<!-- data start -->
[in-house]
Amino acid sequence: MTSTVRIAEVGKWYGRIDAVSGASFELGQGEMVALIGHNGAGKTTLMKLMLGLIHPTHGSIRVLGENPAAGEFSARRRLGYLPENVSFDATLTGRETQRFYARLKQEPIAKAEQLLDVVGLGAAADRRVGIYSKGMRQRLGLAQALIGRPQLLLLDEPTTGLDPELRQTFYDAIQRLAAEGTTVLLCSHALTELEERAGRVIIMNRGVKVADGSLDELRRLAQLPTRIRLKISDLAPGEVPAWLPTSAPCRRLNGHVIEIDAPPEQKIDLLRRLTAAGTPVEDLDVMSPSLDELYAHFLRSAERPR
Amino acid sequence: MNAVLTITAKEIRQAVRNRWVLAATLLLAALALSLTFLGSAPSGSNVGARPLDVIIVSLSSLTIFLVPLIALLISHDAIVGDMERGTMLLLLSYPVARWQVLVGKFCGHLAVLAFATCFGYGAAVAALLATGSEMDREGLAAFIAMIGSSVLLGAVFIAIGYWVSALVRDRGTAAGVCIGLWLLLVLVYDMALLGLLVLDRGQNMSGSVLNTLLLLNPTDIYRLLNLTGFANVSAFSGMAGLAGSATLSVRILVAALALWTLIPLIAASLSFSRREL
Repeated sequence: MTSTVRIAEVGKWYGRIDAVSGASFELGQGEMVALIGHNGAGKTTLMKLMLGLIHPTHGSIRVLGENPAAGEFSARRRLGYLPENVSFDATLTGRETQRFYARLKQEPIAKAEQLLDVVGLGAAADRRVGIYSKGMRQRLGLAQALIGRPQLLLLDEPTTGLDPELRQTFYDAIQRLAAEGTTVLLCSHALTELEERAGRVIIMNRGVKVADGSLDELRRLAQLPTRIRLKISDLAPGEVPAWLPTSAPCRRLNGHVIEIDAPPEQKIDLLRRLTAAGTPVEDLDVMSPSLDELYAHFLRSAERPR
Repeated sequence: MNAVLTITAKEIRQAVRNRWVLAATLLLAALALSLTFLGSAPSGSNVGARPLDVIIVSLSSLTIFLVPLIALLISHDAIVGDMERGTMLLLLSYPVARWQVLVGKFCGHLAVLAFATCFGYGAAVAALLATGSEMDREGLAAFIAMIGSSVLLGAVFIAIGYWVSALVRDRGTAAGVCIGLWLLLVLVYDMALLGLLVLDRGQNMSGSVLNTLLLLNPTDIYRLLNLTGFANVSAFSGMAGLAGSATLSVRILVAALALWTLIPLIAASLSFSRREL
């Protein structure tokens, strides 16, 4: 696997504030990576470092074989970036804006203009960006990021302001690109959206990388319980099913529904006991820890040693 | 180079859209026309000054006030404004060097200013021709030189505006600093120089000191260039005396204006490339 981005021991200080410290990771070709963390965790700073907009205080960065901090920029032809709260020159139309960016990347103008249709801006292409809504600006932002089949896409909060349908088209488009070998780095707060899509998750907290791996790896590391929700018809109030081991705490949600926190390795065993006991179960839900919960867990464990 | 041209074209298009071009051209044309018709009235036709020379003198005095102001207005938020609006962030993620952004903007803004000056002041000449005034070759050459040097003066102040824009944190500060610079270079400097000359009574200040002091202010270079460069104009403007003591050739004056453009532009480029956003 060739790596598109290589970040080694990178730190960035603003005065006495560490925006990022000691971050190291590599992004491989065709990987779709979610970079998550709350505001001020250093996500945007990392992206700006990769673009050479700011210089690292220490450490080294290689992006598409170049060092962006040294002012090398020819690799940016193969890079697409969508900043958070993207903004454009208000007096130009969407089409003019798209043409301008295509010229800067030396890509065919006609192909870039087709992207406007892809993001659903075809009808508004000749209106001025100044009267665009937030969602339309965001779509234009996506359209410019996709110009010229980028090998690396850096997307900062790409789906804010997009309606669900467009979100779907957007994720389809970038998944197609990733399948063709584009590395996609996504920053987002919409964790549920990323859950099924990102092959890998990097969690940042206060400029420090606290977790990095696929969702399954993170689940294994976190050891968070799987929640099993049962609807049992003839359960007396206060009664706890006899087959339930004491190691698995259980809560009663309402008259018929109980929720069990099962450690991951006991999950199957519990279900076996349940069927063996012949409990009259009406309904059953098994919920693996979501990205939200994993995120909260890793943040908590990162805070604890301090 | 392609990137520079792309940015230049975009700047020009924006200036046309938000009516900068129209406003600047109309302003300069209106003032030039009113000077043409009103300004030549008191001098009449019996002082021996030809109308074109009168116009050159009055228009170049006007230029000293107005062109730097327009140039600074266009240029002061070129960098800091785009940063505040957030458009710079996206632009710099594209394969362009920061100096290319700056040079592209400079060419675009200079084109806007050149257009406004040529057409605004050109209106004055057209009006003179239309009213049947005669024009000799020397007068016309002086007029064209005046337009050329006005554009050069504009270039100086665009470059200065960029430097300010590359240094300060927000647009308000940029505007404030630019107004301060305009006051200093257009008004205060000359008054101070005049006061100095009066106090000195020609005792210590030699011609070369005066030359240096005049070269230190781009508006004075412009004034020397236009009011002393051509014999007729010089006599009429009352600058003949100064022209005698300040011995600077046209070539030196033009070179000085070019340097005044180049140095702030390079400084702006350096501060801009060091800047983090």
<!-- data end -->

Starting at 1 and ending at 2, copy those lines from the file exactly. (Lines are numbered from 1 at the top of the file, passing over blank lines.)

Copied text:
[in-house]
Amino acid sequence: MTSTVRIAEVGKWYGRIDAVSGASFELGQGEMVALIGHNGAGKTTLMKLMLGLIHPTHGSIRVLGENPAAGEFSARRRLGYLPENVSFDATLTGRETQRFYARLKQEPIAKAEQLLDVVGLGAAADRRVGIYSKGMRQRLGLAQALIGRPQLLLLDEPTTGLDPELRQTFYDAIQRLAAEGTTVLLCSHALTELEERAGRVIIMNRGVKVADGSLDELRRLAQLPTRIRLKISDLAPGEVPAWLPTSAPCRRLNGHVIEIDAPPEQKIDLLRRLTAAGTPVEDLDVMSPSLDELYAHFLRSAERPR